, by Lew Rockwell
, 2 May 2006
Cautions Google not to take the rumoured action of asking the U.S. Justice Department and the European Commission to intervene to prevent Microsoft from setting their search engine as the default in a new version of their web browser
"There is also the matter of property rights. MS does own Windows and it will own its successor too. It also owns Internet Explorer. It also owns its search engine. How it bundles those products must be left to the owner. The alternative is to get the government involved in designing and managing how software is built, managed, and marketed."
Economic Ideas: Francis Hutcheson and a System of Natural Liberty
, by Richard Ebeling
, William Holden, 21 Nov 2016
Discusses the main themes in Hutcheson's System of Moral Philosophy
"Hutcheson was adamant on the justice and importance of private property rights. Property rights give individuals the means of pursuing their own happiness and the happiness of those whom they are most concerned about and interested in, especially family and friends. In addition, private property rights serve as the essential institution through which men have the motive and ability to apply their industry and efforts to improve their own circumstances, and through this, to indirectly improve the mutual conditions of all others in society, as well."
Extortion in Port Chester
, by Sheldon Richman
, 5 Jan 2007
Relates the case of the Village of Port Chester, New York which granted exclusive rights to a development area and then overrode the rights of someone whose property laid partly in the area
"A contract is a contract, says Mark Tulis, attorney for the Village. There's just one problem: Didden was not a consenting party to the contract. The Village made commitments on his behalf without his permission. ... Local planning entities and politically connected developers have been running roughshod over property rights for years. It has become so common that it's hardly controversial anymore. It's just the way things are done. Most people think economic development couldn't happen without such practices."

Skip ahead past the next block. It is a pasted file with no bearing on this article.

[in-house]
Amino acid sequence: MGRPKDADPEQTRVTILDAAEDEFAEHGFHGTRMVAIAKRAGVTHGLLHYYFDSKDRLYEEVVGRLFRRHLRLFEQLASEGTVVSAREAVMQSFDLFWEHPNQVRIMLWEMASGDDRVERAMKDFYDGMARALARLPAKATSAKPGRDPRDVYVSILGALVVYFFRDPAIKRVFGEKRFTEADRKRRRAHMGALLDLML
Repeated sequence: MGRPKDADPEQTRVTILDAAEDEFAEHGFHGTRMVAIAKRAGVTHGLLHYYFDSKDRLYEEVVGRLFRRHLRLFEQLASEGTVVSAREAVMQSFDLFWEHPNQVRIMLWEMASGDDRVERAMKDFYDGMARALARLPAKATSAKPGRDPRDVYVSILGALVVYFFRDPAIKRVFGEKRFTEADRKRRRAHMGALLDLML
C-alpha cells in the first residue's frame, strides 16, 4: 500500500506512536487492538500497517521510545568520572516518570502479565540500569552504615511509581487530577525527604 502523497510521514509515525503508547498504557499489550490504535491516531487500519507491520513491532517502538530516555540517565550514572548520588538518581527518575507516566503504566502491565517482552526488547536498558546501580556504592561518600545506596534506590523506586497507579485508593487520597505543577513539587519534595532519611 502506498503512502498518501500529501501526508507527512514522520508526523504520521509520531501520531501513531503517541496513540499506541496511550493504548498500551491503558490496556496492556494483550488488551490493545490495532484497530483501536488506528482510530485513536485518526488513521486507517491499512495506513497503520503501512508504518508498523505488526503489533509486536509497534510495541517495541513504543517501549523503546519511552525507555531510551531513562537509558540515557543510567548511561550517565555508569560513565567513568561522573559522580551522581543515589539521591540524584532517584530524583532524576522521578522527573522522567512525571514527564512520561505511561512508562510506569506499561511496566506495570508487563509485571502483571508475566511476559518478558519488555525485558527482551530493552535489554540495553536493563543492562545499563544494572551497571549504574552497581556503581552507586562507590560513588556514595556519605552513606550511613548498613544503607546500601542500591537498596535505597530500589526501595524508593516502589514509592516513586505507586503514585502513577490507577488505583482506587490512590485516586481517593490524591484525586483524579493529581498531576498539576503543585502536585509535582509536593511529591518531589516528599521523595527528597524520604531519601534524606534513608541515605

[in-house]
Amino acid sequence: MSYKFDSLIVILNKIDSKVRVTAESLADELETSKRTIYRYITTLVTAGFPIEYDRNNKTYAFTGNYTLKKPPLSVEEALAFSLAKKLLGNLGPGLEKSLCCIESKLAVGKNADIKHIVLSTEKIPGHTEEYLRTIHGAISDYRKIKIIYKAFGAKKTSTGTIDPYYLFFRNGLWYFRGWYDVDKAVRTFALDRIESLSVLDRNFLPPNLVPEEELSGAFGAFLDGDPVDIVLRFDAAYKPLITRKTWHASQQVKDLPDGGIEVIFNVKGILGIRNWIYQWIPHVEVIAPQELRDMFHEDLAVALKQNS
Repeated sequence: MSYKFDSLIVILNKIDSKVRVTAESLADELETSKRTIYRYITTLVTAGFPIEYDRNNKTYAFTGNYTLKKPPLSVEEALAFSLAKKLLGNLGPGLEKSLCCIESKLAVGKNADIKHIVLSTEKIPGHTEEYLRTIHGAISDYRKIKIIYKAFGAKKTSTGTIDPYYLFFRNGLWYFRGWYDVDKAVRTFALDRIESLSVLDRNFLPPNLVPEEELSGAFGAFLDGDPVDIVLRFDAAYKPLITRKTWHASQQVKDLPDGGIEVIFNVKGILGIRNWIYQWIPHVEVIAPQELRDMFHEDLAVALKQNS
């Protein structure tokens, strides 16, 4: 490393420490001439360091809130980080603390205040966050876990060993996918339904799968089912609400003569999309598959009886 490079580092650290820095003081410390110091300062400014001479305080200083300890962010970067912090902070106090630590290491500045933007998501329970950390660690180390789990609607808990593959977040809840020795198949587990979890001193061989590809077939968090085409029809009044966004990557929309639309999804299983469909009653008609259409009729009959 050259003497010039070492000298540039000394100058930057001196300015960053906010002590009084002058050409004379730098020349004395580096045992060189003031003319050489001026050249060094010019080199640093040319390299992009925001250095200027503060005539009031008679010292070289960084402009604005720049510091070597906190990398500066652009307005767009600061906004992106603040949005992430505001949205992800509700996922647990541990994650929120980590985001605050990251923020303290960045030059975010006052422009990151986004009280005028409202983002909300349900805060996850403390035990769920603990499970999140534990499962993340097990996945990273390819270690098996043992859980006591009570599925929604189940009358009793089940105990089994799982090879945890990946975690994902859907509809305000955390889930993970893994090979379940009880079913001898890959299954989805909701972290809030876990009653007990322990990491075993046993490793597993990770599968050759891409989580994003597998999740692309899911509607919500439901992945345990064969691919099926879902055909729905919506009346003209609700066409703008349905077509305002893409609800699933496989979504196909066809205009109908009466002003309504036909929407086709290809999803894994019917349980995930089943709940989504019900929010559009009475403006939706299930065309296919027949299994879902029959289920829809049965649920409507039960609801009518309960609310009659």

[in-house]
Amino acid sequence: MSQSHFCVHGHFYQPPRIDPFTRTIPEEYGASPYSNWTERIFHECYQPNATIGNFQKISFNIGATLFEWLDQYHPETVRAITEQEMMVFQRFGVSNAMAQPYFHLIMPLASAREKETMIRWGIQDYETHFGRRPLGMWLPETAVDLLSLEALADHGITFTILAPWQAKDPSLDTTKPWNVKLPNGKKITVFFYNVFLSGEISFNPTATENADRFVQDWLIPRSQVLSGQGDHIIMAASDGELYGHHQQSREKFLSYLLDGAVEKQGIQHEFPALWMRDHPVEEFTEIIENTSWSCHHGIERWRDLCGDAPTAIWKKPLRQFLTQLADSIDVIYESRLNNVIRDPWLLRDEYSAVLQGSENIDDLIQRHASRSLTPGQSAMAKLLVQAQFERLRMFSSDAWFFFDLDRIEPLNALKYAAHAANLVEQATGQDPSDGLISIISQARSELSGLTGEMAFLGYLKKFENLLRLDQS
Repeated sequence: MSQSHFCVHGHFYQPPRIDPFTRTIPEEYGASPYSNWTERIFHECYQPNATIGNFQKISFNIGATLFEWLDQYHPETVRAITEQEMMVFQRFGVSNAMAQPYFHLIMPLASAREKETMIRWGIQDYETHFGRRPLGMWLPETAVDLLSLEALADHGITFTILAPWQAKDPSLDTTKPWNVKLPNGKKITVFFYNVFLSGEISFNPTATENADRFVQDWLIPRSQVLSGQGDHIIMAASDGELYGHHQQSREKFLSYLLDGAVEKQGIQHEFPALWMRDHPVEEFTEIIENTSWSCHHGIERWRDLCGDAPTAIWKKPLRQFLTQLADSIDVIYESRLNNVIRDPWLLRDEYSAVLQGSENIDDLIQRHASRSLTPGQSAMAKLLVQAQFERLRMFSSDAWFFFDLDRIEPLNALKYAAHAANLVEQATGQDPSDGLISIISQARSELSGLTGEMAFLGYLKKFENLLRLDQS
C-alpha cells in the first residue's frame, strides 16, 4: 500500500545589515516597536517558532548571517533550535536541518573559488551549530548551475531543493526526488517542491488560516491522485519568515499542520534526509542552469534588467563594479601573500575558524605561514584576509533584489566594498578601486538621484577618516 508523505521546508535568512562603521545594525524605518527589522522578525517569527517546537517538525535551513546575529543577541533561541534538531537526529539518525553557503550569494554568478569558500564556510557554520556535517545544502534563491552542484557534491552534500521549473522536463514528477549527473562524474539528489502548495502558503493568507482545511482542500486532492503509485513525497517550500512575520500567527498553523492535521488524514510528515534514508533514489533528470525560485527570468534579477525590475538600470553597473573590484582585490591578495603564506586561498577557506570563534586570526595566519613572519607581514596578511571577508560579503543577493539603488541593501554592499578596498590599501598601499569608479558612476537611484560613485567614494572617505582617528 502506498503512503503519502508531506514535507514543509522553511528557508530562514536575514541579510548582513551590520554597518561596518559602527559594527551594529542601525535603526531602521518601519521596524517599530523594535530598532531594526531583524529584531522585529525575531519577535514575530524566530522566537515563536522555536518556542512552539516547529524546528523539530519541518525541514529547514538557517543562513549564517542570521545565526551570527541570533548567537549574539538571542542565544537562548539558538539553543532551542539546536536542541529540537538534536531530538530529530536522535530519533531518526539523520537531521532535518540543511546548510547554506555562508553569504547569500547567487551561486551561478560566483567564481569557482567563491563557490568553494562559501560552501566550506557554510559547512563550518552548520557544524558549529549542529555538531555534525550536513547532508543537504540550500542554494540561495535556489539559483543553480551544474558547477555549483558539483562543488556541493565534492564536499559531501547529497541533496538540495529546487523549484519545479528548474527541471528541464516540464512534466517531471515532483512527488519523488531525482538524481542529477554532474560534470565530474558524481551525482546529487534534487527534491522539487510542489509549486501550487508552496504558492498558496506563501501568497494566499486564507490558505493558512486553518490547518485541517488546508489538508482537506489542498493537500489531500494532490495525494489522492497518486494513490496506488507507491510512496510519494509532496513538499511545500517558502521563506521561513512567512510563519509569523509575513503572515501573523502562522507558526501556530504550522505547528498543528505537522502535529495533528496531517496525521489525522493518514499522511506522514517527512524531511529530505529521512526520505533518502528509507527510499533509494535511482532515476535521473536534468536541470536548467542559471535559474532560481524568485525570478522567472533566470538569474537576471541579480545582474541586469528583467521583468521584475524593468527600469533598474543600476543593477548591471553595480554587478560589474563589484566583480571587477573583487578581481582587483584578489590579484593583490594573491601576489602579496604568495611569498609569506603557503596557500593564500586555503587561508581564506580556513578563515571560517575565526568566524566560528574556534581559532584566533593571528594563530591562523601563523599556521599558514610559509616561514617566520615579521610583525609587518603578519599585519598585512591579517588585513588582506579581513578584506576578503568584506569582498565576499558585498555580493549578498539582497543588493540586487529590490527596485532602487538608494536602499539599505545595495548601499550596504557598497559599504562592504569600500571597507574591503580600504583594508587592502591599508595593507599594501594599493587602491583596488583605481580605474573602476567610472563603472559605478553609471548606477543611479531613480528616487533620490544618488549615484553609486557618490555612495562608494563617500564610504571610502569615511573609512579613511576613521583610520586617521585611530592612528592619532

, by Tom G. Palmer, Reason
, Jun 1993
Review of Liberty and Nature: An Aristotelian Defense of Liberal Order
by Douglas B. Rasmussen and Douglas J. Den Uyl
"Rasmussen and Den Uyl use this insight of Aristotle's as the foundation for an entire case for recognition of individual rights and private property: first, by substituting 'other people' for 'fortune'; second, by showing how self-directedness as an essential element of eudaimonia requires the ability to interact with physical objects, hence the right to property."
Herbert, Auberon (1838-1906)
, by Eric Mack, The Encyclopedia of Libertarianism
, 15 Aug 2008
"Herbert defended property rights as extensions of the individual's rights of self-ownership. To deny an individual the right to the product of his faculties and energies is to deny him the right to those faculties and energies. Cultivated land is as much the product of one's labor as the crops that are cultivated. So, contrary to Herbert Spencer, rights to a certain portion of land are as well established as the rights to the crops that issue from that land. Individuals may not be deprived of their rightful possessions without their consent. For this reason, they may not be subject to force or fraud."
How Private Property Saved the Pilgrims
, by Tom Bethell, Hoover Digest
Excerpted and adapted from The Noblest Triumph
"Knowing that the fruits of his labor would benefit his own family and dependents, the head of each household was given an incentive to work harder. ... the division of property established a proportion or 'ratio' between act and consequence. Human action is deprived of rationality without it, and work will decline sharply as a result."
In Pursuit of Liberty
, by Jarret Wollstein
, May 1997
Primer on liberty concepts, including voluntary vs. coercive associations, individual rights, government and possible future improvements in the status quo
"The right to property – the freedom to acquire, control, use and dispose of material possessions – is essential. Without property rights, no other rights are possible. Without the right to publish and read magazines and newspress papers, you have no freedom of and little freedom of speech. ... Without the right to earn a living and keep what you earn, there is no right to life."
Intellectual Property Fosters Corporate Concentration
, by Sheldon Richman
, 10 Jan 2014
After describing and providing references on the case against IP laws, reviews Butler Shaffer's essay "A Libertarian Critique of Intellectual Property"
"Practices respectful of private property in physical objects and land emerged spontaneously over millennia, embedded in customs that served to avert conflict in order to create space within which social beings could flourish. ... In contrast, 'rights' in ideas — patents and copyrights — were government monopoly grants having nothing in common with the notion of property at the heart of libertarianism. In fact, such artificial rights undermine genuine property by authorizing IP holders to enlist government power to stop other people from using their justly acquired resources and ideas."